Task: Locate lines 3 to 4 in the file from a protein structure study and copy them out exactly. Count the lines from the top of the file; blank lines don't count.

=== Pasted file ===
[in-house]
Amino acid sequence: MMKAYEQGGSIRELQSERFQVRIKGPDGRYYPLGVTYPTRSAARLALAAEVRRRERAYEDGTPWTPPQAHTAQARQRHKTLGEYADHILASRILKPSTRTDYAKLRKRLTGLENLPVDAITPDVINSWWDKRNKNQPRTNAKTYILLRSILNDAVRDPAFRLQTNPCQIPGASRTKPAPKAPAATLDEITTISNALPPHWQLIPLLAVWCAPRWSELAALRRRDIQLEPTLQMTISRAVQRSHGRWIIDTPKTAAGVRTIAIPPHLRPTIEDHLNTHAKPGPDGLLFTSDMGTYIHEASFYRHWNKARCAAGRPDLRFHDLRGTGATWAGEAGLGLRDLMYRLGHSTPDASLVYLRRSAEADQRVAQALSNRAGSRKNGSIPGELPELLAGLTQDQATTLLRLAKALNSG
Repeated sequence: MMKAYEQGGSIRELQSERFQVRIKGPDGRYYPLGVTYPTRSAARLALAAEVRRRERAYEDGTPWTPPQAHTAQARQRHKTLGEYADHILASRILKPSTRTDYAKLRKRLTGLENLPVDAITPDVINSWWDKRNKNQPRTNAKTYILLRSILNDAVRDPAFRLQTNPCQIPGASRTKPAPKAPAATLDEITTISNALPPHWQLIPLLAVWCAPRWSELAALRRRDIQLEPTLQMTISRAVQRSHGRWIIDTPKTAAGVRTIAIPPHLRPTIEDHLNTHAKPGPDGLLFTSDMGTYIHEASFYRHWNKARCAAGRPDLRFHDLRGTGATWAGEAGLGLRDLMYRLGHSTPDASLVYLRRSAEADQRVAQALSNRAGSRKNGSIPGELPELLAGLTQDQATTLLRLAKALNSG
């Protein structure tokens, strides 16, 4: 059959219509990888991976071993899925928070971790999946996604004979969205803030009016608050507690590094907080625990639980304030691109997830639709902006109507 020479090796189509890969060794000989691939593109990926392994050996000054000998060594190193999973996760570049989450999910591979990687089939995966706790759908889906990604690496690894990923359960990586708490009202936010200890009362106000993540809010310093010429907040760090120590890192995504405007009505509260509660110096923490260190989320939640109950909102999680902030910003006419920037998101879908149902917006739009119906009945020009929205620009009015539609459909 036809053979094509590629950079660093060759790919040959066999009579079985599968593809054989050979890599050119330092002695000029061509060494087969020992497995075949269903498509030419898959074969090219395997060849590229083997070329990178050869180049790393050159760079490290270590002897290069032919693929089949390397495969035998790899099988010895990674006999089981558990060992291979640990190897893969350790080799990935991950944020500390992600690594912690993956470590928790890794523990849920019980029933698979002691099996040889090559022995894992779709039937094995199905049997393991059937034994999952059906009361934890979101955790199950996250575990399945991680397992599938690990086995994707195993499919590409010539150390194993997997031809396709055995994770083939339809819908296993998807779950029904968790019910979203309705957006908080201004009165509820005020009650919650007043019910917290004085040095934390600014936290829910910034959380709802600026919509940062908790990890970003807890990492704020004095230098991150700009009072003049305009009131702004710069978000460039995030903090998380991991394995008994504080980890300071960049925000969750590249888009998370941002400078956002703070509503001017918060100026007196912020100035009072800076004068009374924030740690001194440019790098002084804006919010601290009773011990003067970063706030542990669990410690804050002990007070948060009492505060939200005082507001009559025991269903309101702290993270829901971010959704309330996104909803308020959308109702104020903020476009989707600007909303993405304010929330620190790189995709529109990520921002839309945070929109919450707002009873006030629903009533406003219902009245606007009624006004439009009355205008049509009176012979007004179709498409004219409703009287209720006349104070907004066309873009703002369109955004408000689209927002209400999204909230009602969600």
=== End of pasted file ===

Repeated sequence: MMKAYEQGGSIRELQSERFQVRIKGPDGRYYPLGVTYPTRSAARLALAAEVRRRERAYEDGTPWTPPQAHTAQARQRHKTLGEYADHILASRILKPSTRTDYAKLRKRLTGLENLPVDAITPDVINSWWDKRNKNQPRTNAKTYILLRSILNDAVRDPAFRLQTNPCQIPGASRTKPAPKAPAATLDEITTISNALPPHWQLIPLLAVWCAPRWSELAALRRRDIQLEPTLQMTISRAVQRSHGRWIIDTPKTAAGVRTIAIPPHLRPTIEDHLNTHAKPGPDGLLFTSDMGTYIHEASFYRHWNKARCAAGRPDLRFHDLRGTGATWAGEAGLGLRDLMYRLGHSTPDASLVYLRRSAEADQRVAQALSNRAGSRKNGSIPGELPELLAGLTQDQATTLLRLAKALNSG
């Protein structure tokens, strides 16, 4: 059959219509990888991976071993899925928070971790999946996604004979969205803030009016608050507690590094907080625990639980304030691109997830639709902006109507 020479090796189509890969060794000989691939593109990926392994050996000054000998060594190193999973996760570049989450999910591979990687089939995966706790759908889906990604690496690894990923359960990586708490009202936010200890009362106000993540809010310093010429907040760090120590890192995504405007009505509260509660110096923490260190989320939640109950909102999680902030910003006419920037998101879908149902917006739009119906009945020009929205620009009015539609459909 036809053979094509590629950079660093060759790919040959066999009579079985599968593809054989050979890599050119330092002695000029061509060494087969020992497995075949269903498509030419898959074969090219395997060849590229083997070329990178050869180049790393050159760079490290270590002897290069032919693929089949390397495969035998790899099988010895990674006999089981558990060992291979640990190897893969350790080799990935991950944020500390992600690594912690993956470590928790890794523990849920019980029933698979002691099996040889090559022995894992779709039937094995199905049997393991059937034994999952059906009361934890979101955790199950996250575990399945991680397992599938690990086995994707195993499919590409010539150390194993997997031809396709055995994770083939339809819908296993998807779950029904968790019910979203309705957006908080201004009165509820005020009650919650007043019910917290004085040095934390600014936290829910910034959380709802600026919509940062908790990890970003807890990492704020004095230098991150700009009072003049305009009131702004710069978000460039995030903090998380991991394995008994504080980890300071960049925000969750590249888009998370941002400078956002703070509503001017918060100026007196912020100035009072800076004068009374924030740690001194440019790098002084804006919010601290009773011990003067970063706030542990669990410690804050002990007070948060009492505060939200005082507001009559025991269903309101702290993270829901971010959704309330996104909803308020959308109702104020903020476009989707600007909303993405304010929330620190790189995709529109990520921002839309945070929109919450707002009873006030629903009533406003219902009245606007009624006004439009009355205008049509009176012979007004179709498409004219409703009287209720006349104070907004066309873009703002369109955004408000689209927002209400999204909230009602969600």